10. Portland Trail Blazers: C.J. McCollum, SG, Lehigh Mountain Hawks
The Portland Trail Blazers finished the 2012-13 NBA regular season in dead last in terms of second unit scoring. That's a major reason why their playoff-caliber starting lineup collapsed during the second half of the season.
The only option here is to land a player that can provide instant offense.
C.J. McCollum out of Lehigh can be that player, as he's a player with limitless range while shooting the basketball. Perhaps most importantly, McCollum is dangerous when taking his man on off the dribble and creating his own shot.
For a Portland team that lacked that type of player in 2012-13, McCollum could be the cure-all.
McCollum isn't an elite facilitator, which has been a knock on him amongst some scouts and analysts. With that being said, he's also not a point guard and distributes at as quality a level as any 2 can be asked of.
McCollum can anchor this second unit for years to come.
11. Philadelphia 76ers: Cody Zeller, C, Indiana Hoosiers
The Philadelphia 76ers need to create depth at center, regardless of what happens with Andrew Bynum. With that being said, the 76ers cannot pretend as if center is the only void they need to fill in their rotation.
Fortunately, the best player available is Cody Zeller out of Indiana.
Zeller is a capable scorer around the basket, finishing with both hands and being able to take contact. At the free-throw line, the super-efficient big man shoots at a clip of 75.7 percent.
Refreshing, isn't it?
Zeller should be an effective NBA player if he can add bulk, as his face-up skills are reliable, to say the least. In terms of his back-to-the-basket scoring, Zeller is significantly better than he was in 2011-12.
Zeller fits a need and he's of the best value here.
12. Oklahoma City Thunder (via Raptors): Gorgui Dieng, C, Louisville Cardinals
The Oklahoma City Thunder need a center, and there is no way around that truth. They are a pure jump-shooting team that struggles to produce offensively from the low or high posts.
Fortunately, there is a well-rounded option that can serve in a variety of roles for the Thunder in Gorgui Dieng.
Dieng can be the long-term replacement for Kendrick Perkins, as he's an elite defensive prospect that can block shots and step out onto the perimeter. The key here, however, is that Dieng has developed his offensive game by a significant margin since the 2011-12 season.
With an improving jump shot and intriguing back-to-the-basket potential, Dieng is a perfect fit here.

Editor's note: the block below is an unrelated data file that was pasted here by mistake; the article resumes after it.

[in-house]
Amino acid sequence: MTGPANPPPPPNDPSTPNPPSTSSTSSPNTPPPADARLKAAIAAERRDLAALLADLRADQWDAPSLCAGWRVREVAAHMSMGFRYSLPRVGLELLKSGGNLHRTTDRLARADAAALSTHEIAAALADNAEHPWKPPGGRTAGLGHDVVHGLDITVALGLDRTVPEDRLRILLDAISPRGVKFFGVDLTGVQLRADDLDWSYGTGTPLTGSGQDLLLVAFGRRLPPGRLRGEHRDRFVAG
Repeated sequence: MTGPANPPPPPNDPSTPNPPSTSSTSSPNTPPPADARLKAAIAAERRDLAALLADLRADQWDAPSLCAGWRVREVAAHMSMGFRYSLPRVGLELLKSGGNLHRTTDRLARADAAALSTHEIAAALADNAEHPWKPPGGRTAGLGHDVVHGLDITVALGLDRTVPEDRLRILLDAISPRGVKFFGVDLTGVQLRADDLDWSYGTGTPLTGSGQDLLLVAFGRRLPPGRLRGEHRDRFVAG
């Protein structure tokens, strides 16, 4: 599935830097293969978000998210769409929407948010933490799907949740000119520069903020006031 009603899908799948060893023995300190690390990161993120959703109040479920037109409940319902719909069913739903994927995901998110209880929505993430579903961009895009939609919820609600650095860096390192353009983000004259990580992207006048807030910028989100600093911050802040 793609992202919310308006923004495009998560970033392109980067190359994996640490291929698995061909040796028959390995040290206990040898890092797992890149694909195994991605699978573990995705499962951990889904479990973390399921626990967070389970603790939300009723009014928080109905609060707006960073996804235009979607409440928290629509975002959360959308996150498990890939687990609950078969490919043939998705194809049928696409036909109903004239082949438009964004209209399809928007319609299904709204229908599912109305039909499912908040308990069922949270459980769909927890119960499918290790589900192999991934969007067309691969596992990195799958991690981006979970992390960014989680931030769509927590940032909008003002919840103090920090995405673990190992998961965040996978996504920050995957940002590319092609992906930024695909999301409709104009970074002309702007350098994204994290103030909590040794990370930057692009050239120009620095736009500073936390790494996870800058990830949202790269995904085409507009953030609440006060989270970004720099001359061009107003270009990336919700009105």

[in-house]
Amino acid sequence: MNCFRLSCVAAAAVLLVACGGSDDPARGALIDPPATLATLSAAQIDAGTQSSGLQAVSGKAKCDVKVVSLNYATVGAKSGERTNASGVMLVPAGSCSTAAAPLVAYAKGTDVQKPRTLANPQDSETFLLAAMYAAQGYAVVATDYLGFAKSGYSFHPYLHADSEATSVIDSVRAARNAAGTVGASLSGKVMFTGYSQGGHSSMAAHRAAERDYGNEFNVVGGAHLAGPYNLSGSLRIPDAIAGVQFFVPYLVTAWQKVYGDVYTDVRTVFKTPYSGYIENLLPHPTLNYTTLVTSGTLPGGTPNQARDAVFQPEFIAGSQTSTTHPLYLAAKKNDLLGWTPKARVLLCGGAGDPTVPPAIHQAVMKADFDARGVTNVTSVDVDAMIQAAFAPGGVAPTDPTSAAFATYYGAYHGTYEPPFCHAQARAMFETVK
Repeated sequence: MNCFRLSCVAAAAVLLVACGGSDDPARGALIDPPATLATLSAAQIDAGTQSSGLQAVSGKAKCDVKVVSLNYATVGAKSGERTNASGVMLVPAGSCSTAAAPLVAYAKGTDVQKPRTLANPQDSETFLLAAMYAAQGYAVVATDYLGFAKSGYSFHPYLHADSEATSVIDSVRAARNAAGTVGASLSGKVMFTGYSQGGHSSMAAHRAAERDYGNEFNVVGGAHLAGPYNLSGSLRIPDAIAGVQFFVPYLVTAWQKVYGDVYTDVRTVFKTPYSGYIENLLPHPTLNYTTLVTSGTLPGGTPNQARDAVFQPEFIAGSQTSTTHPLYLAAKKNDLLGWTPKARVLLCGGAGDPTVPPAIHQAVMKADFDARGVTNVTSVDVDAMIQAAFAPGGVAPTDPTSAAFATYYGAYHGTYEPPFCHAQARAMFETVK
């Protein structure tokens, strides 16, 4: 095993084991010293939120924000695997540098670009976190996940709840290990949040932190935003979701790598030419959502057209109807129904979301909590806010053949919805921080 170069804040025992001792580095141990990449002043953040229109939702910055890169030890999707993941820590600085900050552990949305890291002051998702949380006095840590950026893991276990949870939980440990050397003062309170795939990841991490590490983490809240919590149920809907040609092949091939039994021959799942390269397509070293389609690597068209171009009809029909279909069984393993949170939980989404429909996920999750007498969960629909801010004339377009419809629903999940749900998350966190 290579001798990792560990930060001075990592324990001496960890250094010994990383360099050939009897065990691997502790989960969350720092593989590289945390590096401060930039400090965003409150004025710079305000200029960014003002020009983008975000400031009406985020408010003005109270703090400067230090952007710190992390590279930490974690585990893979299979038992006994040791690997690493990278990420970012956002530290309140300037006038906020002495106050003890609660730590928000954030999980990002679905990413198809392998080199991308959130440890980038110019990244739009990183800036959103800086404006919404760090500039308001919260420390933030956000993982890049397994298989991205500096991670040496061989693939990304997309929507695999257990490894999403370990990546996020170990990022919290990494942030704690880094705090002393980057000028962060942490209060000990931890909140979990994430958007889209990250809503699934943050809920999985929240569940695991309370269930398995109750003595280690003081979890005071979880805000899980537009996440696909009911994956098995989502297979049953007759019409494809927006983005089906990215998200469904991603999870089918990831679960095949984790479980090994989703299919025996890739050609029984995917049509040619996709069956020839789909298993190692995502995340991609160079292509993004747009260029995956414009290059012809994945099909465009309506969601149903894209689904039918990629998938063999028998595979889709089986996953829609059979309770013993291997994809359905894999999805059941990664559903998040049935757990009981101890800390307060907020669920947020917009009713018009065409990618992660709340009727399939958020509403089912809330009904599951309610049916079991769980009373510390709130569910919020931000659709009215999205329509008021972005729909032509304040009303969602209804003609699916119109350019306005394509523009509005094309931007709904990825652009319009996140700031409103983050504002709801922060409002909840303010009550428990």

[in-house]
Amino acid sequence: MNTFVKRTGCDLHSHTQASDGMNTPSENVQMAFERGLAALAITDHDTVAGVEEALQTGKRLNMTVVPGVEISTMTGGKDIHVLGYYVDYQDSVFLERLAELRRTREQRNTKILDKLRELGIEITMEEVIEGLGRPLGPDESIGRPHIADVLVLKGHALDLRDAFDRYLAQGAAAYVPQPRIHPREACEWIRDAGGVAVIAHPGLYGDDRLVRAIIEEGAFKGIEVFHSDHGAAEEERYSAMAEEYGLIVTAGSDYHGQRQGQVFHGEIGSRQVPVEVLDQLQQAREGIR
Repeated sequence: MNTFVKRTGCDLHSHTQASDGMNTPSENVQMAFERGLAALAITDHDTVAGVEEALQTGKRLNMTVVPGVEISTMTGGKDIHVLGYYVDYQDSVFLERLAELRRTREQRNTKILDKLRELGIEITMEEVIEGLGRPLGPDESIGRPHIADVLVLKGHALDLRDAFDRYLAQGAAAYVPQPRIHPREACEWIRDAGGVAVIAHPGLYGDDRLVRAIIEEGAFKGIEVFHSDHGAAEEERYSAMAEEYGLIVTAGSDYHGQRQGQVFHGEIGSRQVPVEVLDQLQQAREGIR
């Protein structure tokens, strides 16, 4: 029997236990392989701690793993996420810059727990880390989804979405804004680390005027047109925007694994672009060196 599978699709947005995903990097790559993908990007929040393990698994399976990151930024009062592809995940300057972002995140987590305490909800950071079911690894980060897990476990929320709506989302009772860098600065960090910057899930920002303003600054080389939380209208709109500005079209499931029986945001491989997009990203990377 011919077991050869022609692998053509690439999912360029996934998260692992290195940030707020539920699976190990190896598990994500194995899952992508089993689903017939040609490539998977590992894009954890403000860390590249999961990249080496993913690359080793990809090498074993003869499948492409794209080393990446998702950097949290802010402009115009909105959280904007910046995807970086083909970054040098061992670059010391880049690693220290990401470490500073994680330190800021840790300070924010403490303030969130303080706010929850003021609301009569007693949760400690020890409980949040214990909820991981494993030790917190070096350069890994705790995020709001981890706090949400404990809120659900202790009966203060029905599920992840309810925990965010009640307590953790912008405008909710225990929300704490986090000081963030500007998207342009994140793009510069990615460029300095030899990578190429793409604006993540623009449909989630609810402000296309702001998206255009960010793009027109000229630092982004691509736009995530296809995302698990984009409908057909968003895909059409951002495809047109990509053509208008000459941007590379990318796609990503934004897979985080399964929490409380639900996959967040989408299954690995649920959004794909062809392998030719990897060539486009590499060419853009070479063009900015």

13. Dallas Mavericks: Dennis Schroeder, PG, Germany
The Dallas Mavericks are in dire need of a point guard, but the chances they find a franchise player at No. 13 is slim. Instead, they'll likely look for one via free agency as they are attempting to win right now and not in future seasons.
With the window closing on Dirk Nowitzki's illustrious career, the Mavericks go value
Schroeder could drop down draft boards, but there is no better value at this stage of the draft. He's a lethal dribble-penetrator with a paralyzing hesitation move and an uncanny ability to draw contact in the lane.
Dallas needs playmakers that can create their own shot and Schroeder can be just that.
14. Utah Jazz: Kentavious Caldwell-Pope, SG, Georgia Bulldogs
Kentavious Caldwell-Pope could go as high as No. 9, but he drops here based on matches of value and need. With that being said, Caldwell-Pope is a lethal jump shooter with quality size for the shooting guard position.
Utah was eighth in three-point field-goal percentage in 2012-13, but came in at 23rd in three-point field goals made.
Caldwell-Pope could help in that regard, as he has limitless range on his jump shot. Mo Williams and Randy Foye are both solid options as three-point shooters, but Utah needs depth in terms of shooting the basketball.
Caldwell-Pope can be a sixth man or become a starter, at some point.
15. Milwaukee Bucks: Dario Saric, SF, Croatia
The Milwaukee Bucks are in an interesting predicament, as they have a budding star at point guard in Brandon Jennings. With that being said, the Bucks have a glaring need at small forward and appear to favor a lineup with dual ball-handlers.
Fortunately, the best player available is point forward Dario Saric.
Saric is a skilled wing player that handles the ball well and has the key ability to improve the players around him. Whether he's facilitating or taking it himself, Saric has the abilities necessary to make an instant impact.
It doesn't hurt that Saric is 6'10" with a 6'11" wingspan.
16. Boston Celtics: Jeff Withey, C, Kansas Jayhawks
The Boston Celtics are a team that accepts nothing less than contention for an NBA championship. In order to get back to that level, Boston will need to find a defensive anchor that can protect the rim.
Who better than Jeff Withey?